President-elect Barack Obama on Thursday defended his choice of a popular evangelical minister to deliver the invocation at his inauguration, rejecting criticism that it slights gays. The selection of Pastor Rick Warren brought objections from gay rights advocates, who strongly supported Obama during the election campaign. The advocates are angry over Warren’s backing of a California ballot initiative banning gay marriage. That measure was approved by voters last month.
But Obama told reporters in Chicago that America needs to “come together,” even when there’s disagreement on social issues. “That dialogue is part of what my campaign is all about,” he said.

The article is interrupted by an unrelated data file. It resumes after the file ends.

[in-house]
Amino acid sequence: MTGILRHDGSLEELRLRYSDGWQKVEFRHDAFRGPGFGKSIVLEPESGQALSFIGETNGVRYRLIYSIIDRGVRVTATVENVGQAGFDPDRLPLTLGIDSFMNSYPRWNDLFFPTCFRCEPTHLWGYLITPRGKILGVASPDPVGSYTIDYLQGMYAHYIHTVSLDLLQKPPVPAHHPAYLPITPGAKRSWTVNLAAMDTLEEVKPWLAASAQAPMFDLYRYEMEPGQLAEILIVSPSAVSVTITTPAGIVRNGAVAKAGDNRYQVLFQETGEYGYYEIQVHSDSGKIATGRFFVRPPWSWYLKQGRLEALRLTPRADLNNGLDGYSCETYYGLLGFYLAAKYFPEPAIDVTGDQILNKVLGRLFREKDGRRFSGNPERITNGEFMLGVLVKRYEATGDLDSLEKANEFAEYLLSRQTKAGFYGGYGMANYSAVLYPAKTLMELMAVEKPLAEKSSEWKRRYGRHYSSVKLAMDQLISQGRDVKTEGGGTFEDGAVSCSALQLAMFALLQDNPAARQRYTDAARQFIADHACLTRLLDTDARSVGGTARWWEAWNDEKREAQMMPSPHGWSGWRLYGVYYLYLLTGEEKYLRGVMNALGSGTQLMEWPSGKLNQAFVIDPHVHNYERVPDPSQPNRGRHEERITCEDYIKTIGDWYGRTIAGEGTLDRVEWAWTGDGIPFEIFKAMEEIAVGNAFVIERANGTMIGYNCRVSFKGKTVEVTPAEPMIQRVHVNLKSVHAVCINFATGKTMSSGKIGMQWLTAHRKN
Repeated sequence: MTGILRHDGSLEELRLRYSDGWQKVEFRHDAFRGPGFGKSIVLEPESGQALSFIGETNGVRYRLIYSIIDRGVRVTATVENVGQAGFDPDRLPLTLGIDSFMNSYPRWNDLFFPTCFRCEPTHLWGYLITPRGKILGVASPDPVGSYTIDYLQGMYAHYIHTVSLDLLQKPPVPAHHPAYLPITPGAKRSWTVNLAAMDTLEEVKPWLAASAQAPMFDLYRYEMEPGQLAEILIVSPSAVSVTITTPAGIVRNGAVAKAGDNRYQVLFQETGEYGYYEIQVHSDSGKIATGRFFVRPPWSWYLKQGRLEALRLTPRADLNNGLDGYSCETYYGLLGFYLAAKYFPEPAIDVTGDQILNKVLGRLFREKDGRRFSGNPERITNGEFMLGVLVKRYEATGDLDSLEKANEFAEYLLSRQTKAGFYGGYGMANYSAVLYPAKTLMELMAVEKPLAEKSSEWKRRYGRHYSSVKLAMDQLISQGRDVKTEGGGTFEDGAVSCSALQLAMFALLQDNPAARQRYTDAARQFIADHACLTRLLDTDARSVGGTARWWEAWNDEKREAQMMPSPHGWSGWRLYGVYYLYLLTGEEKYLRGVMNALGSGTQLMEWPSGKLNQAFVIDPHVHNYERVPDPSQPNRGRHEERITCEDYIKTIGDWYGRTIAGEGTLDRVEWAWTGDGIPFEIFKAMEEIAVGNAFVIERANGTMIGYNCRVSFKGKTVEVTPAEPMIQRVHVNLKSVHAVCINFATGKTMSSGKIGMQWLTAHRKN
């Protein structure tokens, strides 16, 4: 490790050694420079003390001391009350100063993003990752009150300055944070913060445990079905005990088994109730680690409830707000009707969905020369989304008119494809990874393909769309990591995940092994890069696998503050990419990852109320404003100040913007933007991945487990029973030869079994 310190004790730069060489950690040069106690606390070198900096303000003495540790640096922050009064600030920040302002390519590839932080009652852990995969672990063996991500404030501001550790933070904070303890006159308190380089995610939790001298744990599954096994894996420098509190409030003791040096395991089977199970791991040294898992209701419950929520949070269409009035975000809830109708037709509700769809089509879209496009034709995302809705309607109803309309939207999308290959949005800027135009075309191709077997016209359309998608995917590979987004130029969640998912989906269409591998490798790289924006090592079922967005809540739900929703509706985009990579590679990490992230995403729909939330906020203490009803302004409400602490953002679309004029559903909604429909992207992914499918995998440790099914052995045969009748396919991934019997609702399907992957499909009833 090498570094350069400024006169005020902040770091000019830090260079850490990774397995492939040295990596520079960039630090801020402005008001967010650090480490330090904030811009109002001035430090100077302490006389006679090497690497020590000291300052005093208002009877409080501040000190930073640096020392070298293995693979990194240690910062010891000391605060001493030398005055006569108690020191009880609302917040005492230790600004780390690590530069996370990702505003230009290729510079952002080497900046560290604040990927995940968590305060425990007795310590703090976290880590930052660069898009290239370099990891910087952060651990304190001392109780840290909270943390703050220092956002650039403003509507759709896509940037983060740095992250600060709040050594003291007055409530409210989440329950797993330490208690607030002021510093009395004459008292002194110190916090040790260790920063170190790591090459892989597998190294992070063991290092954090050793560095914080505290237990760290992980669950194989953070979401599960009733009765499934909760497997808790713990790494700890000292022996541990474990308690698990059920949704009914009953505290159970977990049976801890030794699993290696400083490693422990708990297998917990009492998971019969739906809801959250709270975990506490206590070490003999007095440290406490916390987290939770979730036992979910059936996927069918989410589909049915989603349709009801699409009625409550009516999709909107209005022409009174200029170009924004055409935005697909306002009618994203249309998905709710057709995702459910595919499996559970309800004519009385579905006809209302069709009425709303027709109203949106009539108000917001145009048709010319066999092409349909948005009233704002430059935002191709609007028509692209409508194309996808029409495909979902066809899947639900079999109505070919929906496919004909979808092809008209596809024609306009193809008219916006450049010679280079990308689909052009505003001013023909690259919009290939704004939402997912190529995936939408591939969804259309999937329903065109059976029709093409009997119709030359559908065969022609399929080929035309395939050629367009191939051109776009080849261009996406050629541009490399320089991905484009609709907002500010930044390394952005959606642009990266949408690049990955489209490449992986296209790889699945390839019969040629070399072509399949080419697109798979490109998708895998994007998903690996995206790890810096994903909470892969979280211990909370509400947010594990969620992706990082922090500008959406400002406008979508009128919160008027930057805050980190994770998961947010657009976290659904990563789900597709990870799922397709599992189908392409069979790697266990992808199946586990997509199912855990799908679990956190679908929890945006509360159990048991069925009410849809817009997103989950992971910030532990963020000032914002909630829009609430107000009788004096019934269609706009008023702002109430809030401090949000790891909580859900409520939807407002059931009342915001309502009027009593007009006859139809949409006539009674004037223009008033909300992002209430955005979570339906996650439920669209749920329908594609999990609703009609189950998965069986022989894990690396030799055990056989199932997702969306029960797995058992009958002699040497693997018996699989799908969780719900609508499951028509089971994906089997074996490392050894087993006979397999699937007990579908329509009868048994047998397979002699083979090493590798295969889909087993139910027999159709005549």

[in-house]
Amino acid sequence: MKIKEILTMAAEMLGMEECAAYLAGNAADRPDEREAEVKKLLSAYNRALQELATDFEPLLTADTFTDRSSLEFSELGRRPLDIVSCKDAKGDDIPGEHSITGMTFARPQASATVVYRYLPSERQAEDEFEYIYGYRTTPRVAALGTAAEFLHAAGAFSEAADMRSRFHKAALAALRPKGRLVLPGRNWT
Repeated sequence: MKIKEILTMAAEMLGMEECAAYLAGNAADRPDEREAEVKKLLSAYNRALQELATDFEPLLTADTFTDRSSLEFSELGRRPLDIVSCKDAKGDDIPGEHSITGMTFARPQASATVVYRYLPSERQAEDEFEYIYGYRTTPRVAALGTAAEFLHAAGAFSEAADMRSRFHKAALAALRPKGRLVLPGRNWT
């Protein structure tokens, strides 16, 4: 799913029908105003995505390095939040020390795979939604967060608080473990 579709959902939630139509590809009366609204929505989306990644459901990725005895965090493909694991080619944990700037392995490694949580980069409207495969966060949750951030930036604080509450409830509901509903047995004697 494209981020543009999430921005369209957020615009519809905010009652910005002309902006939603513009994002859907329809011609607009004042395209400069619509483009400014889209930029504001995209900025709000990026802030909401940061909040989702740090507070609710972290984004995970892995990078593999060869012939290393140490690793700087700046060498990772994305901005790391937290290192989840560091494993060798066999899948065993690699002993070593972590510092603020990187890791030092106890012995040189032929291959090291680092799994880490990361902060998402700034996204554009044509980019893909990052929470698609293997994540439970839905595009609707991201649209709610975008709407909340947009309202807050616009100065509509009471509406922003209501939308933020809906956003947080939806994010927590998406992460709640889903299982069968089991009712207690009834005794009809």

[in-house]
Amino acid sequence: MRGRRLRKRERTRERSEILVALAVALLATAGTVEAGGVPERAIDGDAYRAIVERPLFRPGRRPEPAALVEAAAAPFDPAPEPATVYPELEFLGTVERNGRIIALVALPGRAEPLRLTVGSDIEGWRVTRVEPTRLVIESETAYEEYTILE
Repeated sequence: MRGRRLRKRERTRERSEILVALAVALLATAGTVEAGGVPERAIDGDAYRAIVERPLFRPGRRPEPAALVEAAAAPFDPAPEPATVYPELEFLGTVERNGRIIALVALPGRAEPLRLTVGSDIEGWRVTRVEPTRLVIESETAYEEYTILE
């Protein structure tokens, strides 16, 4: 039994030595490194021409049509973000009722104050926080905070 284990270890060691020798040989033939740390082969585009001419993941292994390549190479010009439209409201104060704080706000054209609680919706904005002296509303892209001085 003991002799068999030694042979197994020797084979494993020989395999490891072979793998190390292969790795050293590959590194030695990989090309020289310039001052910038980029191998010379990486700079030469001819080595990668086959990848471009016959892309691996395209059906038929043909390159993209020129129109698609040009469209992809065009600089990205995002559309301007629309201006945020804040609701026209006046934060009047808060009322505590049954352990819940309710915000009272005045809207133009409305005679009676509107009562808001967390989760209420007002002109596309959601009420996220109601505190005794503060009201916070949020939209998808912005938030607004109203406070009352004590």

In this Aug. 16, 2008 file photo, then Democratic presidential candidate, Sen. Barack Obama, D-Ill., left, joins Pastor Rick Warren of Saddleback Church, for a discussion on moral issues. Aretha Franklin will sing, Warren will pray and more than 11,000 U.S. troops will be watching over the ceremonies in case of a terrorist attack during President-elect Barack Obama’s Inauguration.(AP Photo/Richard Vogel, File)
Obama also said he’s known to be a “fierce advocate for equality” for gays and lesbians, and will remain so.
Warren, a best-selling author and leader of a Southern California megachurch, is one of a new breed of evangelicals who stress the need for action on social issues such as reducing poverty and protecting the environment, alongside traditional theological themes.
The Human Rights Campaign, the nation’s largest gay rights organization, said Warren’s opposition to gay marriage is a sign of intolerance.